Inmate Construction Program

North Carolina has a long history of inmates working on public construction projects. In 1870, inmates began construction of the State Penitentiary in Raleigh. The castle-like structure, which later became known as Central Prison, was completed in December 1884.

Working under the direction of the penitentiary warden, Col. William J. Hicks, inmates completed the state's third governor's residence in 1891. The Executive Mansion in downtown Raleigh is still home to North Carolina's governor and remains one of the state's finest examples of the Queen Anne style of Victorian architecture.

Throughout the 1920s and 1930s inmate labor helped build North Carolina railroads and highways, leading to the state's nickname as the "Good Roads State."

Today's modern Inmate Construction Program began in 1993 and follows this proud tradition of putting inmates to work, teaching valuable skills and saving the state millions of dollars.

About 200 inmates are enrolled in the program, allowing them to participate in an apprenticeships certified by the N.C. Department of Labor. Inmates work toward journeyman's certificates in various construction trades. Many graduates of the Inmate Construction Program are successfully employed in the construction industry. A few have started their own contracting businesses after their release.

Inmates involved in the apprenticeship program spend 480 hours in classroom learning and complete more than 6,000 hours of on-the-job training before they receive their journeyman's certification. Some inmates have earned journeyman's certification in two or more trades.

Since 1993, the Inmate Construction Program has completed many projects including the following:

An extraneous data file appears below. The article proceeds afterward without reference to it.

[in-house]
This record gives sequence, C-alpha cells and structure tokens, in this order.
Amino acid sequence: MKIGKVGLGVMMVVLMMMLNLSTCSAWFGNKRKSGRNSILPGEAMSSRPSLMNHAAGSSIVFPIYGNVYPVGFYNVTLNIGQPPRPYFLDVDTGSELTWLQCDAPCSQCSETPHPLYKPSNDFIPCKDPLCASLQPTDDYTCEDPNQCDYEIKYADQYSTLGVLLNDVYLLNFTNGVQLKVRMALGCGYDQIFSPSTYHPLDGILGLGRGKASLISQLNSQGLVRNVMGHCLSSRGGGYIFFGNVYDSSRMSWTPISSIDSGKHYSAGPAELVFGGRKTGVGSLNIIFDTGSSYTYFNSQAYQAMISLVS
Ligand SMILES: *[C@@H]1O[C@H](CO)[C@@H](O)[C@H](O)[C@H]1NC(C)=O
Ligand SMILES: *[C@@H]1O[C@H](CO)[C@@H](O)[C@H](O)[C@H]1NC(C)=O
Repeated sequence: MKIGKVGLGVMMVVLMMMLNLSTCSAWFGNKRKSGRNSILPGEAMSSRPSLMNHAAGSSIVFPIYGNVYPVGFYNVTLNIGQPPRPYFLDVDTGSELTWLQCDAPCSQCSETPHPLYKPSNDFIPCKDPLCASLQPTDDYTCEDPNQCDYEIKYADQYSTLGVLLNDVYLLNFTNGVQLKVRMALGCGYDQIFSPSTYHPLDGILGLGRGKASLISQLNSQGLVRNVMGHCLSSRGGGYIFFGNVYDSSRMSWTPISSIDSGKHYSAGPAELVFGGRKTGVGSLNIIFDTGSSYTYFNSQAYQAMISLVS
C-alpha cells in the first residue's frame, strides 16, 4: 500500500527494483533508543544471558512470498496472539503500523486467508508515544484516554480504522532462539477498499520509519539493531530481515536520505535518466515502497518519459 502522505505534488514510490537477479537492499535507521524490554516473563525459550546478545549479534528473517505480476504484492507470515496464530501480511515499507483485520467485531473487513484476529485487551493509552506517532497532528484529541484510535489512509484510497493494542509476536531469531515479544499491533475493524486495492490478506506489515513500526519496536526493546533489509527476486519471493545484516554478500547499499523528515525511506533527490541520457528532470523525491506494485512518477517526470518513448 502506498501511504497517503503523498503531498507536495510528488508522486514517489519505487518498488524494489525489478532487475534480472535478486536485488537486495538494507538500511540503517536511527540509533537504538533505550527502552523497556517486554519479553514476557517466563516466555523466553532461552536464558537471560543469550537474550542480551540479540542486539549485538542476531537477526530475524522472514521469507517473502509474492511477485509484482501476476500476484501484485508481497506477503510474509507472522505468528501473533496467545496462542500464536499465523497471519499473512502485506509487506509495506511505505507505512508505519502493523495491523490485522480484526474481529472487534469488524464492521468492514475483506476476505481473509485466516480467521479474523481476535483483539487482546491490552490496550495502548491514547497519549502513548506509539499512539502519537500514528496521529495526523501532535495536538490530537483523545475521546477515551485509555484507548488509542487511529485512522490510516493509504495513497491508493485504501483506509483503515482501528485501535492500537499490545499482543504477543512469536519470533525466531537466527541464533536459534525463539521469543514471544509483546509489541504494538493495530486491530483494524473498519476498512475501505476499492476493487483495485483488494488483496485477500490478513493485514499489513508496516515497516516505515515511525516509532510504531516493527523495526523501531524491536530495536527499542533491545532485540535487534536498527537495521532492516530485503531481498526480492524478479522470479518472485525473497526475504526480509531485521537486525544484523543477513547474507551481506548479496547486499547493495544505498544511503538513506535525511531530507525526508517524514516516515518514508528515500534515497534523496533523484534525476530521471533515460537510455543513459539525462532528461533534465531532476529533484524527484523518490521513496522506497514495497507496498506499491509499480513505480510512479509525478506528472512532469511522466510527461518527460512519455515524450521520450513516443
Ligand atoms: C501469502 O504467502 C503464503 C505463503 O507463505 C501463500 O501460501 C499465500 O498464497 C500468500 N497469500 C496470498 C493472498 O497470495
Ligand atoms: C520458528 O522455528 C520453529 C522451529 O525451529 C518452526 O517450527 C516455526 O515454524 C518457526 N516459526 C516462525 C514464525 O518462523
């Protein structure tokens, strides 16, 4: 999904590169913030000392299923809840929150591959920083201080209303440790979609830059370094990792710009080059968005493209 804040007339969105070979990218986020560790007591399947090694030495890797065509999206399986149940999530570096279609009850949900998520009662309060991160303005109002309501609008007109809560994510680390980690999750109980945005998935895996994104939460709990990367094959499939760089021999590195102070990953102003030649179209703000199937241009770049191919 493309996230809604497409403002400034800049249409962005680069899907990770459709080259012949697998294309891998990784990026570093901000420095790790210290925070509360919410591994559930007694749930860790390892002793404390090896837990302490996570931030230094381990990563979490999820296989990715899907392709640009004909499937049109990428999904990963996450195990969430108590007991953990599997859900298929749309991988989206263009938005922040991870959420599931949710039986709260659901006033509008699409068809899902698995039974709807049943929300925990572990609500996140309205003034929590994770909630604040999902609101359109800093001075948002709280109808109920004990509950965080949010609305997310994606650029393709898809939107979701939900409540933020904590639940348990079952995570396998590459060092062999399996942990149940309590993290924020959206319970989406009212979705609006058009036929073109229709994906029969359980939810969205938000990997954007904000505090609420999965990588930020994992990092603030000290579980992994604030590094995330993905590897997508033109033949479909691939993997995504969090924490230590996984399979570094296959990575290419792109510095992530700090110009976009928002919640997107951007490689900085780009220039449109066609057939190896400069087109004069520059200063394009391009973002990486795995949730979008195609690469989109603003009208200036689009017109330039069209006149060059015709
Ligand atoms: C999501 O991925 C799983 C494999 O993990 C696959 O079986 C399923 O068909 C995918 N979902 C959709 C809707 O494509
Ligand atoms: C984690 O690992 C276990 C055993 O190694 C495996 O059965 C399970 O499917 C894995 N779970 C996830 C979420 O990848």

Dan River Prison Work Farm under constructionDan River Prison Work Farm - Main dormitory
In 1994, Central Engineering staff began working with prison managers to select inmates to participate in the Inmate Construction program. The first project was the Dan River Prison Work Farm, a minimum security prison in Yanceyville. Minimum security inmates erected fencing and guard towers around the site and medium security inmates were put to work on the construction crews. 

Tyrrell Prison Work Farm - Main dormitory
As work neared completion at the Dan River Prison Work Farm at Yanceyville, another Inmate Construction project began in Tyrrell County. The new prison being built near Columbia was a prison work farm similar in construction to Dan River's unit. Some inmate workers moved from Dan River to Tyrrell to continue using their construction skills. Construction started in 1996.

Apex Staff Training centerApex Staff Training Center and Warehouse
The Inmate Construction Program completed demolition and renovation of an existing building in Apex. The building now houses  offices for both the Office of Staff and Development Training (OSDT) and the Central Pharmacy. The existing building was an old manufacturing facility, which was completely gutted except for the four outside walls, floor and part of the roof. The new facility was completed in July 2000 and is more than 55,000 square feet. Prior to completing this building, a 52,900 square foot commodity storage warehouse for Correction Enterprise was renovated and finished in March at the same location. The total renovation cost for both buildings was approximately 6.7 million dollars. More than 150 inmates were used in the renovation and construction process under the direction of Central Engineering construction supervisors.

208-bed dorm at NCCIW208-bed dorm at N.C. Correctional Institution for Women
The Inmate Construction Program completed a 208-bed dormitory at the N.C. Correctional Institution for Women in Raleigh in August 2001. Groundwork on the 4.4 million dollar dormitory addition was started in February of 2000. Approximately 85 inmates under direction of Central Engineering construction supervisors were used in the construction of the 33,000 square-foot dormitory.

Columbus Tailoring Plant 
With the help of 52 prisoners, the Correction Enterprise sewing plant was built behind Columbus Correctional Institution in 1999.  After the footings and columns were in place, a contractor assembled the steel trusses at the construction site. Two large cranes hoisted the steel girders into place. The girders were 136 feet across from one edge of the building to the other. The inmate construction crew  prepared the plumbing and electrical work and poured the flooring. 

Additions to Warren Correctional Institution
Warren Janitorial Products Plant
504 and 252 bed additions to 1,000 cell prison facilities